It's strange how a place you have never been to, in a land far, far away, can influence you in ways that are profound and permanent, or at least as far as permanence goes in a world where nothing is permanent.
I remember 1992. I remember being raised on music in the 80s and the search for authenticity without even realising it. The rejection of lipstick and leotard and hairspray and the search for something more real, something more raw. Refusing to swallow the absurd posturing of the Bon Jovis and Motley Crues and seeking something faster, something harder, something louder... Something that captured the loneliness and anger of the big dreams in a small town with little hope and fewer prospects. A search that led to the Metallicas and Megadeths of the world, like a rattlesnake in a tin can, all noise and fury.
And yet something was missing.
There was technique.
There was attitude.
There was form.
There was a scream at a speed that left skid marks on the back of your neck.
But there wasn't any truth.
And then Seattle happened.
It's strange how tuning a guitar down a scale can spark a revolution. But in 1992 I realised that music could express how I felt with more accuracy and truth than a million words. That a song had the ability to make you not just feel, but to understand yourself and the world around you better.
A 14 year old in a small town in the foothills of the Himalayas could listen to Soundgarden or Pearl Jam or Alice in Chains playing a song in a rainy, cold, windswept city by the Pacific Ocean, separated by two oceans and three continents, and feel "this is a song about me" without knowing a single line of the song and what the singer meant.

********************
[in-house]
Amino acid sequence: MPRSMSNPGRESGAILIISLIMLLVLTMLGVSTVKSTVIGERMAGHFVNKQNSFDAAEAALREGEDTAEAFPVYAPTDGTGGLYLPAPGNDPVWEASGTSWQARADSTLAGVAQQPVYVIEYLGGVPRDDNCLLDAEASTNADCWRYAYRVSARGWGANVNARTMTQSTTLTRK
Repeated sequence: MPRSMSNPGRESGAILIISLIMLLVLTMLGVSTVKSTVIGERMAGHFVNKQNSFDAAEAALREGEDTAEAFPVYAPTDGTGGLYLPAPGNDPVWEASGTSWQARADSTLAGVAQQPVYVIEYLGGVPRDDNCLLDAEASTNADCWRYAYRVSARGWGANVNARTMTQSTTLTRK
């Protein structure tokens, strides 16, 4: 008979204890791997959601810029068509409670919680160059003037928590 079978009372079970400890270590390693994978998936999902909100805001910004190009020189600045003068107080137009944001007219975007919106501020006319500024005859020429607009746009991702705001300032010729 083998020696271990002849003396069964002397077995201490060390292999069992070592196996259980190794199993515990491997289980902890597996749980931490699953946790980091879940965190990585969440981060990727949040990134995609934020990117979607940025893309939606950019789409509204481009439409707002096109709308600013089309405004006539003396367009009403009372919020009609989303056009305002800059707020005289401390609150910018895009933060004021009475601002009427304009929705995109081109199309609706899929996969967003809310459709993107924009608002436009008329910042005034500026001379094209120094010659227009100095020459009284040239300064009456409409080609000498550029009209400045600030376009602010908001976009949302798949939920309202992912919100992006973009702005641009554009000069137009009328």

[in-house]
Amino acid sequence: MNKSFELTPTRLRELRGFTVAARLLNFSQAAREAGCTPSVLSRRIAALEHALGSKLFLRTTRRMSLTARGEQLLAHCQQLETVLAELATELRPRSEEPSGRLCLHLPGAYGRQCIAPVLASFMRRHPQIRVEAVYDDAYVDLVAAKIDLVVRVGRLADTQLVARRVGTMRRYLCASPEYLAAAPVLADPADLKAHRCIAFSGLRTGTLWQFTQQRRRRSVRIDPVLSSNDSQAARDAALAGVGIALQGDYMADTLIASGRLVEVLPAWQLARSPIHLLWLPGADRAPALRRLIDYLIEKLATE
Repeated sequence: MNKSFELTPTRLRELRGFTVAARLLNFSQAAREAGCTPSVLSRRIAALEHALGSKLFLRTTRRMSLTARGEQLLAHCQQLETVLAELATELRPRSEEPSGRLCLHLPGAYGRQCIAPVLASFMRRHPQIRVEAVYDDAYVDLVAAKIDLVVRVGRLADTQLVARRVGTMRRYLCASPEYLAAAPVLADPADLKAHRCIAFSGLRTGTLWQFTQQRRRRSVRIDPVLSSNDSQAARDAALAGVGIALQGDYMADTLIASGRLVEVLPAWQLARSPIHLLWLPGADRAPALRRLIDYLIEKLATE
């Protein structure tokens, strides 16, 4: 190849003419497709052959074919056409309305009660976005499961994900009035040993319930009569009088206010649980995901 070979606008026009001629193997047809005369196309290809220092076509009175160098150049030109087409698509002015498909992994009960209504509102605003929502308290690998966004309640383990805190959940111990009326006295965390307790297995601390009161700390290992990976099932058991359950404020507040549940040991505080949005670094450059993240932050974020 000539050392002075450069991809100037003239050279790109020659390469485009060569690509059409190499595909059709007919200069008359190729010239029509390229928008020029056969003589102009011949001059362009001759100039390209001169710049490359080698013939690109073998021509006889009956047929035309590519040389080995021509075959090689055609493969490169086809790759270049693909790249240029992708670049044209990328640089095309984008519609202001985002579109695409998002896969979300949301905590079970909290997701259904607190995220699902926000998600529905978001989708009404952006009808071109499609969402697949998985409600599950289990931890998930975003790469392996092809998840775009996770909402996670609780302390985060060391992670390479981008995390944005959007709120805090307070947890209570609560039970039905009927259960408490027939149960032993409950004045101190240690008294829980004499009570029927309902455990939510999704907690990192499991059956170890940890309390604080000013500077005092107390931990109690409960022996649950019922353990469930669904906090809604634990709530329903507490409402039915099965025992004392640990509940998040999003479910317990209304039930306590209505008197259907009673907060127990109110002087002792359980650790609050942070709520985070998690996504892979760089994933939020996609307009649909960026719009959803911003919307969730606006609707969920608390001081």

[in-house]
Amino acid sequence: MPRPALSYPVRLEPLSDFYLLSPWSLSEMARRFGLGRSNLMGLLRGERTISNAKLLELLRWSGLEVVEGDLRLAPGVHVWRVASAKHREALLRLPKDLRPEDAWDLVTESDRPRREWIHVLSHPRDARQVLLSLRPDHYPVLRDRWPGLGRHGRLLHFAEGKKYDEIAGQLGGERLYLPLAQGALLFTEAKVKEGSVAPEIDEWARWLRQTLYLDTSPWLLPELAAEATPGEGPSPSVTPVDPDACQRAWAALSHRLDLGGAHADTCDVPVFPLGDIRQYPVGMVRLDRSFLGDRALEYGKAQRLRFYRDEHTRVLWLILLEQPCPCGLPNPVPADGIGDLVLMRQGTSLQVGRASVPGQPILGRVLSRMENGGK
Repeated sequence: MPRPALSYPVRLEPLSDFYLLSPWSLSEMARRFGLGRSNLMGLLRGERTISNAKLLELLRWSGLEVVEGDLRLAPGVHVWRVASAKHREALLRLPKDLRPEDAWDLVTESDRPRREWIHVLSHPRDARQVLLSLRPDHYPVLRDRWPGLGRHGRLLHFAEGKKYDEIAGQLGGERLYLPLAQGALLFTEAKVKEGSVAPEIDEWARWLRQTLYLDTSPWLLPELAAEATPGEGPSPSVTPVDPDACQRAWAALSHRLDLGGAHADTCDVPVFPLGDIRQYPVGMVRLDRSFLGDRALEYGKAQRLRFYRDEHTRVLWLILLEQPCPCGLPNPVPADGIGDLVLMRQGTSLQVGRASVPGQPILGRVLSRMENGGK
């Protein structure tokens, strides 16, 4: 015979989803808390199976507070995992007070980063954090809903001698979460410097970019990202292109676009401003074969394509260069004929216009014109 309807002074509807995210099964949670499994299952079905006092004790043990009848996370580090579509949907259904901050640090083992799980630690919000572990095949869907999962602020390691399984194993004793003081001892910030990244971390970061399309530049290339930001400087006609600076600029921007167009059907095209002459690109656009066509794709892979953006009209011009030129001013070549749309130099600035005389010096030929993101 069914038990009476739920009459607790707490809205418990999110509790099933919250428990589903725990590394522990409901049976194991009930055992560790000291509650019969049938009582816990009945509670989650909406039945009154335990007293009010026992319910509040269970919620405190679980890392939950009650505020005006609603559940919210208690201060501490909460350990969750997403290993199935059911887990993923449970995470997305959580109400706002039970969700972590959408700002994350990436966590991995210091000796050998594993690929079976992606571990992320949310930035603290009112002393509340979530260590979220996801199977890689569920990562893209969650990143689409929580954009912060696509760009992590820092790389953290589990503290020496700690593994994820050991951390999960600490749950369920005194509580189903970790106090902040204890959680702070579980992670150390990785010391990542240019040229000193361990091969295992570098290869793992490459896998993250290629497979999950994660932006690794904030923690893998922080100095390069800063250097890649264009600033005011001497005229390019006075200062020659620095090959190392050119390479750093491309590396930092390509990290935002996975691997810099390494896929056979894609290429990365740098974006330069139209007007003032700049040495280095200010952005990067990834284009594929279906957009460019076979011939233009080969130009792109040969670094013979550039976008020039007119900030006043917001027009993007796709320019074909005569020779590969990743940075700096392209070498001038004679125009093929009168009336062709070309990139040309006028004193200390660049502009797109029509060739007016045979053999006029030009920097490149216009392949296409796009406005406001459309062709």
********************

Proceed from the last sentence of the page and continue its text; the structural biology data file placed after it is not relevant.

From that moment on, I looked at art differently. Books, movies, painting, music...the carriers of art in popular culture. But what is art? Why is art the preserve of the custodians of culture and intellect? Why is art defined by those who seek to strip art of its honesty and humanity and imprison it within the walls of museums, the chains of critical acclaim and the fetters of technique and form.
From Hemingway to Banksy to Seattle, all the art that I love has this in common...it seeks to capture something human... A moment, a feeling, an emotion... to sift through the noise and static of modern life to find and express something that is honest and authentic and universal ...something profoundly human. And no amount of bullshit technique and intellectualism can ever capture the wide eyed magic of seeing the world in a way that is fresh and true and authentic.
Art isn't beauty. Art is truth. And in truth, there is the greatest beauty of all.
That's what Seattle taught me.